Skip to content
Back to Top

Local Government Resource Desk

Planning & Land Use

Community Planning


Planning is an activity that people do every day without really thinking about it. One of the most common planning activities involves putting food on the table. Whether you live in a large community and get your groceries from the local market or in a rural community where hunting and gathering provide a large part of a family’s food you have to plan for it. Going to the store with no money and no shopping list is inconvenient; but going hunting without enough gas, bullets, and other supplies is foolishness. Failing to plan community development and activities is like heading down the road with no end in sight. In order to choose the direction and guide the development of a community, community members must plan.


The planning process brings people together and provides an opportunity for members of a community to step back and take a look at where they are and think through where they want to go. In this process, local residents consider their current situation, identify goals, and identify options or ways to reach the goals.

After the goals and the options have been identified, the plan is prepared, which lays out the steps to take to implement the plan - essentially a map is created that lays out the actions required to reach the goals identified.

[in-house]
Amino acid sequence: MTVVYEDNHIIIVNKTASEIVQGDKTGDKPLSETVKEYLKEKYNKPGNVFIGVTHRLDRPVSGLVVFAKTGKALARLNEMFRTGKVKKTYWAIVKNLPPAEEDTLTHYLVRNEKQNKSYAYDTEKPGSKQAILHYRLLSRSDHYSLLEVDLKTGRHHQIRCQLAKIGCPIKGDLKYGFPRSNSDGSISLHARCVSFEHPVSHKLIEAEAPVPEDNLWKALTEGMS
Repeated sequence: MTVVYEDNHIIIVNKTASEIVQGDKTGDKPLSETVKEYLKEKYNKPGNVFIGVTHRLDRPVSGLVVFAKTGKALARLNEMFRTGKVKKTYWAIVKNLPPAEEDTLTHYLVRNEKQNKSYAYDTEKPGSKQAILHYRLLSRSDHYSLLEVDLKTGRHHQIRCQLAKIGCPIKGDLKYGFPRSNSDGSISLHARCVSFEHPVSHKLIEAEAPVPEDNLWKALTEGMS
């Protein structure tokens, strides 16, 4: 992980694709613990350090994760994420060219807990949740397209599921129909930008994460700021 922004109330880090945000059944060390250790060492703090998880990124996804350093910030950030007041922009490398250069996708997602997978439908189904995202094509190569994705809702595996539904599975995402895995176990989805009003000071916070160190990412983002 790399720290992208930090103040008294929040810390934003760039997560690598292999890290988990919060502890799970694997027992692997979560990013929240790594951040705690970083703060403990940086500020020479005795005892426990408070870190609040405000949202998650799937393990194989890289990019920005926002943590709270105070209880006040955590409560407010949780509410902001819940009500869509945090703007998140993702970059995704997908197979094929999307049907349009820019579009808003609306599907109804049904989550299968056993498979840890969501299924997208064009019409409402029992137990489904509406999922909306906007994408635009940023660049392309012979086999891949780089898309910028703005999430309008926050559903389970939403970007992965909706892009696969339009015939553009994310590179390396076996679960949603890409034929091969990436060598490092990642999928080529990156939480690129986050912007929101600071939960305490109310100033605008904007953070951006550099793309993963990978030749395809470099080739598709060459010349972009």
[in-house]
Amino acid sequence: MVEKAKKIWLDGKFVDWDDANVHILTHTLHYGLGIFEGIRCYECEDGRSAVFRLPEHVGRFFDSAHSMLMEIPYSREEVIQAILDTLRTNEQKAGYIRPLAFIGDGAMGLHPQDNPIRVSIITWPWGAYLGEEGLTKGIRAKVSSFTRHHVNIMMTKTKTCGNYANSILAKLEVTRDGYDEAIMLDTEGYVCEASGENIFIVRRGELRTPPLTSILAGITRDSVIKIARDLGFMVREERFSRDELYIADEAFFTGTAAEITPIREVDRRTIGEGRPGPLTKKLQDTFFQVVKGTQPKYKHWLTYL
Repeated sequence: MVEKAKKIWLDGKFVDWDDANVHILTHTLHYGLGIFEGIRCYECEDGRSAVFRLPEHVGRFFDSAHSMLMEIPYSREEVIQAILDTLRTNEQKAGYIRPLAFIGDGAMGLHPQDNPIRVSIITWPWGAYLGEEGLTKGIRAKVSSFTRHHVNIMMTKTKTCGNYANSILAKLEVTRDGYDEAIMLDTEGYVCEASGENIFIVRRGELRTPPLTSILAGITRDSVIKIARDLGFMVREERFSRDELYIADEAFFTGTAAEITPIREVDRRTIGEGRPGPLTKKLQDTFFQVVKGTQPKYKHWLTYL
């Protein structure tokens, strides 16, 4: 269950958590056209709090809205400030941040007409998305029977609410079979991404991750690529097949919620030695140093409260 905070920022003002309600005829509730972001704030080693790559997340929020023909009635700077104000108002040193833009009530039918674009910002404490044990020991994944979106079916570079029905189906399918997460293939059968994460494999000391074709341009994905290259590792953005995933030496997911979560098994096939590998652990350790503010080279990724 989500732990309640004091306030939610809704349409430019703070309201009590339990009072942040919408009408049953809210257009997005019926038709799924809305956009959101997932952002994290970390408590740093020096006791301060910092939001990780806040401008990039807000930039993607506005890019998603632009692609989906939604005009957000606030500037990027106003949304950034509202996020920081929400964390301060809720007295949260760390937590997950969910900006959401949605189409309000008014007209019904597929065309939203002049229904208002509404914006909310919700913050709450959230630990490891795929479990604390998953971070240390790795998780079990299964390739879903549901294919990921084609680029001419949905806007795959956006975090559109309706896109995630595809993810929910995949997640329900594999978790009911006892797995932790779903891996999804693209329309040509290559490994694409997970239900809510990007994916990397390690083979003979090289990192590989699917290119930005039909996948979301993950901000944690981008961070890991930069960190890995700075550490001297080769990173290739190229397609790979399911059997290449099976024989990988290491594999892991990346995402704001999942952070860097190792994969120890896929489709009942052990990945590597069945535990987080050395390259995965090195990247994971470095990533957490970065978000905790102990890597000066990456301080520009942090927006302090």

At a minimum, there are some basic elements of the process that must be organized to assure a successful plan. These elements are:

  • assignment of responsibility for coordinating the effort, gathering the information, and writing the plan;
  • public participation and input;
  • identification of needs and goals;
  • action plan laying out the steps needed to accomplish the goals; and
  • assignment of responsibility for completing the action plan.

Of the items listed above, the most important is community involvement in the process. At times, particularly for project-specific planning, there can be a ‘disconnect’ between the planning process and the affected community – people sometimes forget that the point is to gain understanding of the community’s assessment of its needs and vision and to map out the community’s action plan. Without that connection, communities lack a sense of ownership for the outcome. For the planning process to be successful there has to be a commitment by the community to take the steps that make the goals a reality.

This chapter discusses planning in very general terms. For more information on specific types of plan activities, see the remaining Planning chapters in LOGON.

Frequently Asked Questions

Why should a community plan?

There are many reasons to prepare a community plan. It can:

  • help the community better prepare for building infrastructure and providing services (as an example, a clinic project can be coordinated with water and sewer extensions to ensure the clinic has a water supply);
  • provide a team approach for identifying goals that the entire community can support;
  • help the community to choose courses of action that benefit the community’s economic and general well-being; and
  • reduce environmental damage and protect resources by identifying areas where development should be avoided.

Why are there different types of plans?

Many types of planning are done at the community level, including:

  • community plan;
  • comprehensive plan;
  • visioning plan;
  • capital improvements program (CIP);
  • hazard mitigation; and